Sophie adoring her dad

So. Glasses are up there in our leprous credenza. Champagne is in the fridge. We’ll give away the furniture so that more than 2.5 of you can fit in our kitchen and invite someone who knows how to make a touching speech, and we’ll all share a toast to happiness. Then we’ll infect ourselves with rage and take it out on the world’s liver and onions, because everyone knows gratuitous violence is the secret to happiness. Who’s with me?


Is There Life Outside of Blogging?

What I’ve been doing instead of blogging:

– Staggering around in a state of mild extreme shock at the fact that our earthly possessions actually made it across the ocean and to our door. Intact! In just one month! Our stuff! (Keep in mind that we haven’t had access to it since May. See, it’s not that bizarre for me to keep groping our lovely, soft mattress…)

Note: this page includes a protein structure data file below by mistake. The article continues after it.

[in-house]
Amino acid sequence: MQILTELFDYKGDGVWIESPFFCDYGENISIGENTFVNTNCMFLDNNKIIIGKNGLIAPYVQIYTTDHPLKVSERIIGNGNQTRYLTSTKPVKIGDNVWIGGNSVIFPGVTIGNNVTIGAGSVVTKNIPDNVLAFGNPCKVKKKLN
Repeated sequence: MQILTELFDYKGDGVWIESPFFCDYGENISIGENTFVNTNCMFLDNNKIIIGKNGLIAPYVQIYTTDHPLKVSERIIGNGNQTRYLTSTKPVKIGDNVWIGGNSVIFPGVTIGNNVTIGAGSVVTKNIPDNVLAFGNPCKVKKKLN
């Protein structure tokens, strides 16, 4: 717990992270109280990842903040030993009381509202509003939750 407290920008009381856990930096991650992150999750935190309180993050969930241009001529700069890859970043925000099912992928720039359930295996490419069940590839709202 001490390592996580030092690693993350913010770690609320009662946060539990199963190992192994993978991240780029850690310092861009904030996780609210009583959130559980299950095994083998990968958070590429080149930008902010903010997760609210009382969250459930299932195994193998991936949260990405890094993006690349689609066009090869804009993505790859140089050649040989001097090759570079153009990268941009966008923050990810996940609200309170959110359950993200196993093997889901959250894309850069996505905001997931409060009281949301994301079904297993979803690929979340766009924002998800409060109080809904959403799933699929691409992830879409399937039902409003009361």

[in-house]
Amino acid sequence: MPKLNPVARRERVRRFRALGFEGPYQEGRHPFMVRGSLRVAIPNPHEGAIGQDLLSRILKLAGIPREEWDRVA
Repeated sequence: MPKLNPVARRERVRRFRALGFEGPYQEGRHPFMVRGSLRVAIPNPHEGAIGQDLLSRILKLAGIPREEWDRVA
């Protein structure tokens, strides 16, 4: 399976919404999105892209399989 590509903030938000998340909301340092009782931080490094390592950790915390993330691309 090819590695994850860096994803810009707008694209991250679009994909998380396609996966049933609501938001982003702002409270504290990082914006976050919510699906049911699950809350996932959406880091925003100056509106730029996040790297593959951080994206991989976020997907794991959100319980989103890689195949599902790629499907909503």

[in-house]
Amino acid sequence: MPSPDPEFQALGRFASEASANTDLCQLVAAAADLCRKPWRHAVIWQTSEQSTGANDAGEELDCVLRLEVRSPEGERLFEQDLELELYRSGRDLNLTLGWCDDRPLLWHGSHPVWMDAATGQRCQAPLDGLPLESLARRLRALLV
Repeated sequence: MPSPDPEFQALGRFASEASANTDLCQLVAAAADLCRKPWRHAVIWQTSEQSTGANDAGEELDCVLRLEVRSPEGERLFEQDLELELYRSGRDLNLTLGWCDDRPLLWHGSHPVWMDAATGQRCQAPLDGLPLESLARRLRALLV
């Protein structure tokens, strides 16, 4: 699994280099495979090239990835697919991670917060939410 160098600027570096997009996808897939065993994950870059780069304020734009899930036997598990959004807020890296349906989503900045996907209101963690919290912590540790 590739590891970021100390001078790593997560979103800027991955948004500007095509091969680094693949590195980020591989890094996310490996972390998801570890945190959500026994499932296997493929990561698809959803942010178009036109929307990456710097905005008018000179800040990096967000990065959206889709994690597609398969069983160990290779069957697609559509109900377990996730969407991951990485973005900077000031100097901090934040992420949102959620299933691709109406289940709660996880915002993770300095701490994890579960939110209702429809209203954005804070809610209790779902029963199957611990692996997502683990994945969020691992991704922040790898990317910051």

– Unpacking, and unpacking, and then unpacking just a ton more.
– And cleaning, which you would think could have the decency to wait for a week or two while I tackle our sea of boxes. (You would be wrong.)
– Eating marvelous food at the homes of marvelous new friends, and keeping up with conversation more easily every time. Perhaps I will learn Italian after all, despite the fact that I have been
– Not studying my Italian books. Bad, Bethany, bad!
– Growing more bellyful and simultaneously less capable of things like movement and rational thought.
– Pining away for DSL, which I am estimating–based on current speed and helpfulness of phone company–will arrive in 2010.
– Forgetting how to write.

To those of you still reading, thank you. I’ll get back into my daily rhythm eventually. Or rather, since I haven’t had a daily rhythm since EVER, I’ll just try to carve out more quality time with my laptop in between unpacking the picture frames and forgetting where I put them. (Ah, the joys of placenta brain…)